We had the pleasure of meeting with the members of the student committee in October, when they shared their vision of the project with us. We were so amazed at the level of maturity and professionalism the students had, but what impressed us the most was their passion for what they wanted to achieve. When we started talking to them about the bronze medium and all that it entails, we could see in their faces what a "monumental" undertaking they were in for. However, the more we all talked about their ideas, the more we as sculptors wanted to help make this happen.

When all the facts about the project were laid on the table, such as creative concept, completion timelines and most importantly, finances, it seemed as though it would take a miracle to see the project completed. The student committee wanted to work with the concept of the "Unfinished P", so brainstorming was involved in creating an image that would convey their thoughts. The initial deadline was to be at the students' May commencement. This would be difficult, but not impossible, given the fact that we produce our own bronzes. Unfortunately, as far as finances, the committee was starting with an extremely low budget for what they conceivably wanted to do, so there was definitely work to be done. With all of the fundamental information in place and the plan of attack laid out, the students set out to tackle the obstacles needed to get the project started. They have spent countless hours orchestrating fundraising efforts and attending administrative meetings in order to gain the University's approval to allow them to place their sculpture on campus.

They had sold us on their vision. Rick and I talked and we decided to lend a helping hand in leaving such admirable tribute for ALL of the students of the university. We have been very fortunate over the years and we feel that this is our way to give something back. We were not able to donate to the project financially, but we are able to donate our knowledge, skills and time so that the budget the committee would have to work with would not have to be an astronomical amount. Also, with our open door policy, we would be able to let the students actually "experience" their project being constructed. We, as artists, are very unique. We are not only the sculptors, but we actually produce our own artwork. Over the years we have learned, that, as artists, you are at the mercy of the foundry. We do not like the fact of "not" having complete control over the production of our artwork; therefore, we have groomed ourselves accordingly. We have spent years learning every aspect of the foundry production. We have personally produced over 100 of our own bronzes. Our sculptures have been shipped internationally and have been received by both prominent public and private collectors. We have gained an incredible amount of knowledge about the casting process as a whole. We feel that the "Block P" project has enabled us to give something special to not only the students of this committee, but the Purdue community as a whole.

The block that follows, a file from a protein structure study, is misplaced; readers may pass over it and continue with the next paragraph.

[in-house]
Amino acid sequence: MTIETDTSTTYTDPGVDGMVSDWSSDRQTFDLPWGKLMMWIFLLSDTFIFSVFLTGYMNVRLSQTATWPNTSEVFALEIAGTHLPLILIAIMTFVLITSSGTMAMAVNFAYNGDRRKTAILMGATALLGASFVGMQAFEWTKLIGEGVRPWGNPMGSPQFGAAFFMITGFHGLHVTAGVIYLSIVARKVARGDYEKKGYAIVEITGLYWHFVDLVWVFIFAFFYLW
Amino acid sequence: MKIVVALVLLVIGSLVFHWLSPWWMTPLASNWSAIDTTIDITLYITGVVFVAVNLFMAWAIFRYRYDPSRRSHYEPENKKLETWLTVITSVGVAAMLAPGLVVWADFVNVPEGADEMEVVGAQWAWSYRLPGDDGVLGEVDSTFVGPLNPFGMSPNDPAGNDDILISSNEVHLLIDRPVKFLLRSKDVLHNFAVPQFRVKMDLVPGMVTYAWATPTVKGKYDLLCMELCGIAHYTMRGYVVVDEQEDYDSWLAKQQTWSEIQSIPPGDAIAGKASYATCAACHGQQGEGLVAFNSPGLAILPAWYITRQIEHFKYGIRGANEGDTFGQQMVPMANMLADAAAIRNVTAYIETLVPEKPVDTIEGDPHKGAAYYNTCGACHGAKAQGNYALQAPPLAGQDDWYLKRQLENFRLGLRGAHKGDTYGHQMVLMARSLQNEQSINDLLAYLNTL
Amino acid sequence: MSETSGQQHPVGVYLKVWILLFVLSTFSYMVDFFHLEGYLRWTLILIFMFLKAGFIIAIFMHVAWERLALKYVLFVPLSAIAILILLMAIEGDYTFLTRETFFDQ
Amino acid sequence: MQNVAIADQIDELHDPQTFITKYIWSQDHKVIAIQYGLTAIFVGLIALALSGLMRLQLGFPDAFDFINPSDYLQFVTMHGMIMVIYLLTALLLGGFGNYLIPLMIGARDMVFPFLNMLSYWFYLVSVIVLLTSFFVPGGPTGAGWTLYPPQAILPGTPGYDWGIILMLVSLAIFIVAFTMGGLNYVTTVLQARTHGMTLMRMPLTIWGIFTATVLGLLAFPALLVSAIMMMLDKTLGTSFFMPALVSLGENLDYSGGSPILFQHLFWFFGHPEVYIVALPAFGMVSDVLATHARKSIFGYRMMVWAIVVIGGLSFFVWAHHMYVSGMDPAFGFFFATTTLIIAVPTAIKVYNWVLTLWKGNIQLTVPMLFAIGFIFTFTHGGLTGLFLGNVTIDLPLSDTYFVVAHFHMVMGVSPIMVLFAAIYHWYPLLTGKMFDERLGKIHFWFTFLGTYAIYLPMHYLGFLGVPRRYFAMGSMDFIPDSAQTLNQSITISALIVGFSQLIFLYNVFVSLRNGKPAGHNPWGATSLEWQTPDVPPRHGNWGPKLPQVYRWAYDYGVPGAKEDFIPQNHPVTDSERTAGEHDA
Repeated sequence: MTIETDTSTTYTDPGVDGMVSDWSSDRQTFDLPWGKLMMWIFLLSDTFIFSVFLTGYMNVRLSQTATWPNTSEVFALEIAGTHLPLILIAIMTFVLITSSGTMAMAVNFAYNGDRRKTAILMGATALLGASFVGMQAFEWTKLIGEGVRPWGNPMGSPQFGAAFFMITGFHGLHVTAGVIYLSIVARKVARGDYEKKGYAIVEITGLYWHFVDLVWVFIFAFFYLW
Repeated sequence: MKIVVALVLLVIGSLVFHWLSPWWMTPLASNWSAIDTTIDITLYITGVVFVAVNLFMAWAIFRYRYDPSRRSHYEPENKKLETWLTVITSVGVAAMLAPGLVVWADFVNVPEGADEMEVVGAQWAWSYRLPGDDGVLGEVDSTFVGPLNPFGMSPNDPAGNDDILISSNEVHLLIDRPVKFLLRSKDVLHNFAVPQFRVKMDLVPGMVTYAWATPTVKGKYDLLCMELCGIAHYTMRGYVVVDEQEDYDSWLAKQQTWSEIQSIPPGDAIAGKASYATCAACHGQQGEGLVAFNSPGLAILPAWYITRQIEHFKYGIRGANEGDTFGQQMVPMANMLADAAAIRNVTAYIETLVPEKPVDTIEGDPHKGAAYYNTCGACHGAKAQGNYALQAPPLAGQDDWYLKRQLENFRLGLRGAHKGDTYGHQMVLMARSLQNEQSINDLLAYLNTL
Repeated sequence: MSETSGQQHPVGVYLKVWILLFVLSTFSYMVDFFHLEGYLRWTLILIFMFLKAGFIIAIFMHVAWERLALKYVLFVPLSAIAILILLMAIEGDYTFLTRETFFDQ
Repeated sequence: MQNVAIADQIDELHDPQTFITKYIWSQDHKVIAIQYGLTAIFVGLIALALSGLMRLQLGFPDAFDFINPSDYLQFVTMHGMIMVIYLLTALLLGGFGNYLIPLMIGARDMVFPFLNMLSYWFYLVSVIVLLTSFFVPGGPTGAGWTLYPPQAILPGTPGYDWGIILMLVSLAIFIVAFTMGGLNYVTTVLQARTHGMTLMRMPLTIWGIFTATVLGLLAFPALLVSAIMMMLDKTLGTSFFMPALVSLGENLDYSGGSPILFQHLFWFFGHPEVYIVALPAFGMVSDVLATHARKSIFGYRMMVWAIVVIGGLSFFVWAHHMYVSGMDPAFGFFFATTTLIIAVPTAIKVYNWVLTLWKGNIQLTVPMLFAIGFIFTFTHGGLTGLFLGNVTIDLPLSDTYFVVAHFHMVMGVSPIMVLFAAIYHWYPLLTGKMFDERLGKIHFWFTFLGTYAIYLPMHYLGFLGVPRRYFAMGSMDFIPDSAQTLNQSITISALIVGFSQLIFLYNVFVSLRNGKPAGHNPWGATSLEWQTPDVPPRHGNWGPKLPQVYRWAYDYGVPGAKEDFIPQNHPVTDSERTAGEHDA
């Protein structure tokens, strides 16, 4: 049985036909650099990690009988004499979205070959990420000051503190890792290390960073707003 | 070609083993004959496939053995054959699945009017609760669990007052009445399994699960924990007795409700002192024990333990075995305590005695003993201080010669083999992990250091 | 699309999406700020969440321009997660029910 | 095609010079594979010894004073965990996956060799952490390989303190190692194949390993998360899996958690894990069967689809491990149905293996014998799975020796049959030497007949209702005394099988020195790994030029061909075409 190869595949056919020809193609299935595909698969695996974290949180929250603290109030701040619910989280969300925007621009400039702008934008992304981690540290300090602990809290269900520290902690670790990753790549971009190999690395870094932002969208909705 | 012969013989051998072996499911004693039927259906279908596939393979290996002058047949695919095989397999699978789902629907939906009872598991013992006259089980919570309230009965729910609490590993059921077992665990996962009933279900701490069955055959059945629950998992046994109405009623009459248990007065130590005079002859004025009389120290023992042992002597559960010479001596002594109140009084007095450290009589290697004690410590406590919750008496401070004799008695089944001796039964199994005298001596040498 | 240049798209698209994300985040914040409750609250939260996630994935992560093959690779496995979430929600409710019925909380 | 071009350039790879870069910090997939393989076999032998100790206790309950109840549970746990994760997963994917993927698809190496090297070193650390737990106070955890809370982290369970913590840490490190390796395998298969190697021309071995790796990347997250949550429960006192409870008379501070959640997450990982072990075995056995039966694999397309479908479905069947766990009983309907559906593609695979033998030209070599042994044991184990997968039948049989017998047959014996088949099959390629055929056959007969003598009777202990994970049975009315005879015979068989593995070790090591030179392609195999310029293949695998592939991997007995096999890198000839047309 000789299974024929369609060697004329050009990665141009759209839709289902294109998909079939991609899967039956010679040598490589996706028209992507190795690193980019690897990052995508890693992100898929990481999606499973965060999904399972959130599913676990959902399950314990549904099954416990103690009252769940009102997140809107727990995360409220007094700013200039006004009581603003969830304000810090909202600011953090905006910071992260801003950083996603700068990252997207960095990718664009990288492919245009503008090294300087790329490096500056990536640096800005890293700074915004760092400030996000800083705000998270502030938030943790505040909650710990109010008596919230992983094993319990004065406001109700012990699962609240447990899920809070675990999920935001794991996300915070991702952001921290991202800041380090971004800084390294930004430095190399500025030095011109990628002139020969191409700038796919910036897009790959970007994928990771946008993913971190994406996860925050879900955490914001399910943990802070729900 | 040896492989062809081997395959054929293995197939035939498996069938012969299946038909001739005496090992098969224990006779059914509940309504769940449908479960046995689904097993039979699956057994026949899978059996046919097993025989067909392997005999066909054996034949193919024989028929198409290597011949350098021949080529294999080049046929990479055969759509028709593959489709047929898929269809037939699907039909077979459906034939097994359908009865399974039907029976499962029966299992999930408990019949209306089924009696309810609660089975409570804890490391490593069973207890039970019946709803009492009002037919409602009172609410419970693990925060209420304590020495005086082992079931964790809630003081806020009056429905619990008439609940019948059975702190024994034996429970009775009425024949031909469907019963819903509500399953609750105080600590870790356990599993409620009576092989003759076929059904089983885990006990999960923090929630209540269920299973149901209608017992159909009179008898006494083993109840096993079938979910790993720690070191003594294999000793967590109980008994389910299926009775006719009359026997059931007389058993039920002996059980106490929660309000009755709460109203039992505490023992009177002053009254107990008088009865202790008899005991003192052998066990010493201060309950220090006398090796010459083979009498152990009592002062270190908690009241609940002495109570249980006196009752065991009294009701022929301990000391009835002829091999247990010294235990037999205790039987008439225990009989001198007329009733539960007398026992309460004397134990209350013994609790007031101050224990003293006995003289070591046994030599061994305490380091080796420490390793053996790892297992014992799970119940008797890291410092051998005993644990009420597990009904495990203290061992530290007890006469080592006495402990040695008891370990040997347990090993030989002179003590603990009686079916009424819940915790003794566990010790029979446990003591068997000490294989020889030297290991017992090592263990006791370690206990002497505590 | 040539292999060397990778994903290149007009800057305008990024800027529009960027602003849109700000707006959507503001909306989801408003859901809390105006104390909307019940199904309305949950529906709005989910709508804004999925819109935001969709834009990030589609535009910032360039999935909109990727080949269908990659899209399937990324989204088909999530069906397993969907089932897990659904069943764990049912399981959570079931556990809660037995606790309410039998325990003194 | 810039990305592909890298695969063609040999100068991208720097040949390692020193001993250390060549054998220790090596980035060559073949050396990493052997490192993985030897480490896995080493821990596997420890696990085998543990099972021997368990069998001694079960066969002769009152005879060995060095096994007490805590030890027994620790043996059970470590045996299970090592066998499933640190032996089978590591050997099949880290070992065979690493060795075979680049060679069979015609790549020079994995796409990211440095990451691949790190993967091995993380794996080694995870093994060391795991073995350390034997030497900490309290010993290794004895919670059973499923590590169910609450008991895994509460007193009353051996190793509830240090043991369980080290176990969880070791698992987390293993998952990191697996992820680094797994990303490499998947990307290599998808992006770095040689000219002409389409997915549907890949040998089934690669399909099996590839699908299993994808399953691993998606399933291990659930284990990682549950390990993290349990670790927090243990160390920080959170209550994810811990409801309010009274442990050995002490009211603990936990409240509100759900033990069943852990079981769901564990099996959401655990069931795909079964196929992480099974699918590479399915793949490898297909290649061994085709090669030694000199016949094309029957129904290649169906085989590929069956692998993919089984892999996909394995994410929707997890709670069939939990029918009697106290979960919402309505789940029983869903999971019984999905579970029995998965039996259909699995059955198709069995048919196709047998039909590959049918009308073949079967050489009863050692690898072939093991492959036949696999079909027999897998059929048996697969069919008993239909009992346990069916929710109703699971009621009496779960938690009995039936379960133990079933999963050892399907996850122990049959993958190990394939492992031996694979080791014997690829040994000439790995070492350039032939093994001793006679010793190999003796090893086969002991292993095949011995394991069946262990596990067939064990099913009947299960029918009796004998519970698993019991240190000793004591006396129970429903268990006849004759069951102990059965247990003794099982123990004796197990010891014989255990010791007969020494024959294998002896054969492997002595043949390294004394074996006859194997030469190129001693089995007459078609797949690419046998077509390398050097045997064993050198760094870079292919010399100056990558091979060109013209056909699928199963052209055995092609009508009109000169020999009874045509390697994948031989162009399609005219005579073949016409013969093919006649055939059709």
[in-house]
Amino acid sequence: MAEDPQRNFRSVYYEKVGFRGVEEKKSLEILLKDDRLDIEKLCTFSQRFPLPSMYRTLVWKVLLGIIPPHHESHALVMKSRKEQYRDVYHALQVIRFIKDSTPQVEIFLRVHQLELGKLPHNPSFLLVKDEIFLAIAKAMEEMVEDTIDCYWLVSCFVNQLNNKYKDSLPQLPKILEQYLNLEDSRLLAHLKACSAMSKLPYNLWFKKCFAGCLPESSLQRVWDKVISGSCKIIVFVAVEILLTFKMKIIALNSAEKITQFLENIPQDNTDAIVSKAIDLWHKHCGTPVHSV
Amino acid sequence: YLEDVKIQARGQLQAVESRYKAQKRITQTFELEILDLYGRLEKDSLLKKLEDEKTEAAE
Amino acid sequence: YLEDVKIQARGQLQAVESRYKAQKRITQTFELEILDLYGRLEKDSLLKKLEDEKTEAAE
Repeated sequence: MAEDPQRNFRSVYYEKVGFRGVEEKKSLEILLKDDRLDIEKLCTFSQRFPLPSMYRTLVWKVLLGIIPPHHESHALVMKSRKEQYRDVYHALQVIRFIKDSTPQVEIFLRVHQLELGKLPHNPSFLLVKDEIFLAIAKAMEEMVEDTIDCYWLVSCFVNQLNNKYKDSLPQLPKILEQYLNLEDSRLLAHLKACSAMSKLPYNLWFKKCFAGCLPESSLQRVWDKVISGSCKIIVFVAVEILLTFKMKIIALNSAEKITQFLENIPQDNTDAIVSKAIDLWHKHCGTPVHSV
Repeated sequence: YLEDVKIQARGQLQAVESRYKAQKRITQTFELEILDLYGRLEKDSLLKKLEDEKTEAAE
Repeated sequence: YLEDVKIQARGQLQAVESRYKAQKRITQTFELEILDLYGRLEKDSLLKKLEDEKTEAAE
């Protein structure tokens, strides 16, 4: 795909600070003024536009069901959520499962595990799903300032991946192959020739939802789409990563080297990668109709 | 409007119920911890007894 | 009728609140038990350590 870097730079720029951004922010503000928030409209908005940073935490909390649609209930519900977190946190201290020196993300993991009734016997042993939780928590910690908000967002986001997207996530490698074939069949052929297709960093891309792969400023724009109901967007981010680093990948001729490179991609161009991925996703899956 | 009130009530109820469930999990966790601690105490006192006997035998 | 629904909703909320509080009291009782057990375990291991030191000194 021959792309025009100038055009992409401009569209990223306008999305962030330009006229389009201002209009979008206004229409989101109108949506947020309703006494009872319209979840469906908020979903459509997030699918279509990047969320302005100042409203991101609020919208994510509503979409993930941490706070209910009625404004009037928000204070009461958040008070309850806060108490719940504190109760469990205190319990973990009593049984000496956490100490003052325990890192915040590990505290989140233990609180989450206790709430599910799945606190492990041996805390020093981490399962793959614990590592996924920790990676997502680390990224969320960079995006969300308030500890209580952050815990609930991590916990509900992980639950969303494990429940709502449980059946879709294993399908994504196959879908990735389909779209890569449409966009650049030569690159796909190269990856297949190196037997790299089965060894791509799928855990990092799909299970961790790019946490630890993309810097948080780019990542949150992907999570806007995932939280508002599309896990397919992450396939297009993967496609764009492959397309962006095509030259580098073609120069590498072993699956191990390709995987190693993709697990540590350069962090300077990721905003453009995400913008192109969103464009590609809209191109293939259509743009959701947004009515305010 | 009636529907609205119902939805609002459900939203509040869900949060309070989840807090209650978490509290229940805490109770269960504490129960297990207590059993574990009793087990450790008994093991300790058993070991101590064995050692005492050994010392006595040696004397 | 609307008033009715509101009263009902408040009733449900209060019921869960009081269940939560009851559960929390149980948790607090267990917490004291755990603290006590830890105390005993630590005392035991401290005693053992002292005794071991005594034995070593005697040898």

Something that might not be understood by some is what the opportunity to be creative is to an artist. When you start with a very honorable idea, add the passion for what it stands for, and have a phenomenal group of students to work with, it makes you want to be a part of creating something that will be a legacy. With that being said, we would like to take this opportunity to thank this wonderful group of students for allowing us the privilege of being a part of their vision.

Rita Hadley and Rick Hadley (signature)
Rita and Rick Hadley
Moments In Bronze

The Unfinished Block P statue